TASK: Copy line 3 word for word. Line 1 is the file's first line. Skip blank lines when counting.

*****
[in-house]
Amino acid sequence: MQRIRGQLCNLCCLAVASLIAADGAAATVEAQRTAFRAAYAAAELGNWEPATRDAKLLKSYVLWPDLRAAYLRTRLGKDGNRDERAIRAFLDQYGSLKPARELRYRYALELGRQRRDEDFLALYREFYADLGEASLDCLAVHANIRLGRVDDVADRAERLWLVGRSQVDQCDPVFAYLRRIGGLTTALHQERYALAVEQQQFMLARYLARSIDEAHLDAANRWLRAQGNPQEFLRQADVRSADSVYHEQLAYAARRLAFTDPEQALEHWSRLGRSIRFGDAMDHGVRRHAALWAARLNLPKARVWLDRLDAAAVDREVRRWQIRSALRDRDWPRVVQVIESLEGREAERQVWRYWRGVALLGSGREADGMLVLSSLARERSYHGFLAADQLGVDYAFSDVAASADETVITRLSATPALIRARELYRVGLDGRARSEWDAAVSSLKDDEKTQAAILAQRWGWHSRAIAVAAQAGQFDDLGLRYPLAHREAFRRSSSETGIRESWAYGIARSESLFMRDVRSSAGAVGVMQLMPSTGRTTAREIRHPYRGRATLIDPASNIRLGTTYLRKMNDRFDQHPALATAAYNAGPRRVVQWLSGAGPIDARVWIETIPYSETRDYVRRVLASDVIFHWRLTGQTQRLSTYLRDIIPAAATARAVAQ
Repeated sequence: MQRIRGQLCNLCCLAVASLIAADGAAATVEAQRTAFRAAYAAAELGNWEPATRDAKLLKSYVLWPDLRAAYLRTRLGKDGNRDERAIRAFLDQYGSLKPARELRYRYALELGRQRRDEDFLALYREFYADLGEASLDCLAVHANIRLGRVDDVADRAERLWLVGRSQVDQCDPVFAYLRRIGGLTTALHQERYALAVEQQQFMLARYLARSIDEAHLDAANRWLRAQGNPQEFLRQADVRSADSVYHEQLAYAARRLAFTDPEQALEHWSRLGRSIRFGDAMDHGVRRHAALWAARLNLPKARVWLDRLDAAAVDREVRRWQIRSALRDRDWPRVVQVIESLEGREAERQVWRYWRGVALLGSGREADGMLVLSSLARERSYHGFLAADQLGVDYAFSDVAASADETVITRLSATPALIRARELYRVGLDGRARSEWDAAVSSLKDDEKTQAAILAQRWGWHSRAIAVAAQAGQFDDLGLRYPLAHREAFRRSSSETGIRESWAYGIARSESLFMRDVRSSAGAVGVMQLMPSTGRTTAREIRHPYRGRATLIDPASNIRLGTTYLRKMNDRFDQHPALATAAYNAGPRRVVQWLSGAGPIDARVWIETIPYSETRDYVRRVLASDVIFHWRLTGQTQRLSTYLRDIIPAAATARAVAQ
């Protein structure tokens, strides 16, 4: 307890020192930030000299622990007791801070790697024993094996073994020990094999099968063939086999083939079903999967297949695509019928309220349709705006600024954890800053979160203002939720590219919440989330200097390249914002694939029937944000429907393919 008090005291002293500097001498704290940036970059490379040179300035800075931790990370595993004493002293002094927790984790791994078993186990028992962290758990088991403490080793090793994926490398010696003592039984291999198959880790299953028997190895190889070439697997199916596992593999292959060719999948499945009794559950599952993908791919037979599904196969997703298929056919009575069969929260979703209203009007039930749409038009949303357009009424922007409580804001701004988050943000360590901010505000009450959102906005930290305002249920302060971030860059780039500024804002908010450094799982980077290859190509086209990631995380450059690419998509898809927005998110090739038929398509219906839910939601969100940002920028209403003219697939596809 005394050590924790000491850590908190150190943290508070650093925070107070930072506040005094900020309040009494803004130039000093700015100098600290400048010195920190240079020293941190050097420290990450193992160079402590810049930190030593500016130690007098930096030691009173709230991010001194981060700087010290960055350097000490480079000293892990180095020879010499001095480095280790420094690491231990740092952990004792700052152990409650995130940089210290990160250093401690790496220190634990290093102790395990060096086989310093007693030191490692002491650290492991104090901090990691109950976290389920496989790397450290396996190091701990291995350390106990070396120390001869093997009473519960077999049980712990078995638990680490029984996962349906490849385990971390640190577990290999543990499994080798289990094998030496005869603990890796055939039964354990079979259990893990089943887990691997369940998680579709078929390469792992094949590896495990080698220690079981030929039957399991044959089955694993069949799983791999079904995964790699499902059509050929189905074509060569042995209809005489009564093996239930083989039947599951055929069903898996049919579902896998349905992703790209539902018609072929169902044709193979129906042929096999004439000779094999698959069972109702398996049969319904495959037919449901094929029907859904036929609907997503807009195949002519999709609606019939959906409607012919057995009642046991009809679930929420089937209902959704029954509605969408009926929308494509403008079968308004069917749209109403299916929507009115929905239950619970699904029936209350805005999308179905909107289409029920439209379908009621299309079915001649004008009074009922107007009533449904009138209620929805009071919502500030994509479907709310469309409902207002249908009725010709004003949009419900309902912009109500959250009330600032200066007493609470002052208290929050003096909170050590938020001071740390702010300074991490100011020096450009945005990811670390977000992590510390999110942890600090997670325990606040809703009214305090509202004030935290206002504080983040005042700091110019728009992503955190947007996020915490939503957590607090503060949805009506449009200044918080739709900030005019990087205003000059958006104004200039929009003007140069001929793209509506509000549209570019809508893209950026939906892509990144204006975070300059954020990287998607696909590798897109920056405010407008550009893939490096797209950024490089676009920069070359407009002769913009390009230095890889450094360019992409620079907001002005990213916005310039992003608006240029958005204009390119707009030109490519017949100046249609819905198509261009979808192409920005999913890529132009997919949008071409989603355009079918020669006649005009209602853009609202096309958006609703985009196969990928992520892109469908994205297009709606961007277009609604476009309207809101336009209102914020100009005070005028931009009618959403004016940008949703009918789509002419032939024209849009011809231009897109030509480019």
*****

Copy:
Repeated sequence: MQRIRGQLCNLCCLAVASLIAADGAAATVEAQRTAFRAAYAAAELGNWEPATRDAKLLKSYVLWPDLRAAYLRTRLGKDGNRDERAIRAFLDQYGSLKPARELRYRYALELGRQRRDEDFLALYREFYADLGEASLDCLAVHANIRLGRVDDVADRAERLWLVGRSQVDQCDPVFAYLRRIGGLTTALHQERYALAVEQQQFMLARYLARSIDEAHLDAANRWLRAQGNPQEFLRQADVRSADSVYHEQLAYAARRLAFTDPEQALEHWSRLGRSIRFGDAMDHGVRRHAALWAARLNLPKARVWLDRLDAAAVDREVRRWQIRSALRDRDWPRVVQVIESLEGREAERQVWRYWRGVALLGSGREADGMLVLSSLARERSYHGFLAADQLGVDYAFSDVAASADETVITRLSATPALIRARELYRVGLDGRARSEWDAAVSSLKDDEKTQAAILAQRWGWHSRAIAVAAQAGQFDDLGLRYPLAHREAFRRSSSETGIRESWAYGIARSESLFMRDVRSSAGAVGVMQLMPSTGRTTAREIRHPYRGRATLIDPASNIRLGTTYLRKMNDRFDQHPALATAAYNAGPRRVVQWLSGAGPIDARVWIETIPYSETRDYVRRVLASDVIFHWRLTGQTQRLSTYLRDIIPAAATARAVAQ